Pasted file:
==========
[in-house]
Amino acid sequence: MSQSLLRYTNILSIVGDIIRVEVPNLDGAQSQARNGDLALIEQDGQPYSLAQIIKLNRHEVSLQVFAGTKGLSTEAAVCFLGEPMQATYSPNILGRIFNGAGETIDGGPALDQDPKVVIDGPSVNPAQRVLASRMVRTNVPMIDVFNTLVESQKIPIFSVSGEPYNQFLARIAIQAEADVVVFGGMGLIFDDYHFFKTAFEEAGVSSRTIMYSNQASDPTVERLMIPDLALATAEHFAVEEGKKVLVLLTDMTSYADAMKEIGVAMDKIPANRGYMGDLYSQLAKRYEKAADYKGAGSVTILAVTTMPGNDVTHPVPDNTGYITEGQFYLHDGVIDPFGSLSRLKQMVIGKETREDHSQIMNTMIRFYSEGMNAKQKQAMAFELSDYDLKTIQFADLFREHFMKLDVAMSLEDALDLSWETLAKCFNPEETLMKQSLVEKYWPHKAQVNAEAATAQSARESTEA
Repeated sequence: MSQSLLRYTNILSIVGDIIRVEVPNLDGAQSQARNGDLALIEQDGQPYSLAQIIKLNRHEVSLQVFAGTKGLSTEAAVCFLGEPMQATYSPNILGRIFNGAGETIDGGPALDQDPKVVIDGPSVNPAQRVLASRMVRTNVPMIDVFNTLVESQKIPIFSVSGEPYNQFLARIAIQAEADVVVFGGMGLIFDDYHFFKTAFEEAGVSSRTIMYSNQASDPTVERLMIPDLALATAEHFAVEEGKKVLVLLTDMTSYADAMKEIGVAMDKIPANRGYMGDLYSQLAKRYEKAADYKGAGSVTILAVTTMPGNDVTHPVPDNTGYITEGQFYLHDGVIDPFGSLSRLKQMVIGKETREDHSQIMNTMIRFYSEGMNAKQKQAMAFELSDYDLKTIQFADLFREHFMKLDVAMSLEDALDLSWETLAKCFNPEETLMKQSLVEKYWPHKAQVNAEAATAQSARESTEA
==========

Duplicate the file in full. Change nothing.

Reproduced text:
[in-house]
Amino acid sequence: MSQSLLRYTNILSIVGDIIRVEVPNLDGAQSQARNGDLALIEQDGQPYSLAQIIKLNRHEVSLQVFAGTKGLSTEAAVCFLGEPMQATYSPNILGRIFNGAGETIDGGPALDQDPKVVIDGPSVNPAQRVLASRMVRTNVPMIDVFNTLVESQKIPIFSVSGEPYNQFLARIAIQAEADVVVFGGMGLIFDDYHFFKTAFEEAGVSSRTIMYSNQASDPTVERLMIPDLALATAEHFAVEEGKKVLVLLTDMTSYADAMKEIGVAMDKIPANRGYMGDLYSQLAKRYEKAADYKGAGSVTILAVTTMPGNDVTHPVPDNTGYITEGQFYLHDGVIDPFGSLSRLKQMVIGKETREDHSQIMNTMIRFYSEGMNAKQKQAMAFELSDYDLKTIQFADLFREHFMKLDVAMSLEDALDLSWETLAKCFNPEETLMKQSLVEKYWPHKAQVNAEAATAQSARESTEA
Repeated sequence: MSQSLLRYTNILSIVGDIIRVEVPNLDGAQSQARNGDLALIEQDGQPYSLAQIIKLNRHEVSLQVFAGTKGLSTEAAVCFLGEPMQATYSPNILGRIFNGAGETIDGGPALDQDPKVVIDGPSVNPAQRVLASRMVRTNVPMIDVFNTLVESQKIPIFSVSGEPYNQFLARIAIQAEADVVVFGGMGLIFDDYHFFKTAFEEAGVSSRTIMYSNQASDPTVERLMIPDLALATAEHFAVEEGKKVLVLLTDMTSYADAMKEIGVAMDKIPANRGYMGDLYSQLAKRYEKAADYKGAGSVTILAVTTMPGNDVTHPVPDNTGYITEGQFYLHDGVIDPFGSLSRLKQMVIGKETREDHSQIMNTMIRFYSEGMNAKQKQAMAFELSDYDLKTIQFADLFREHFMKLDVAMSLEDALDLSWETLAKCFNPEETLMKQSLVEKYWPHKAQVNAEAATAQSARESTEA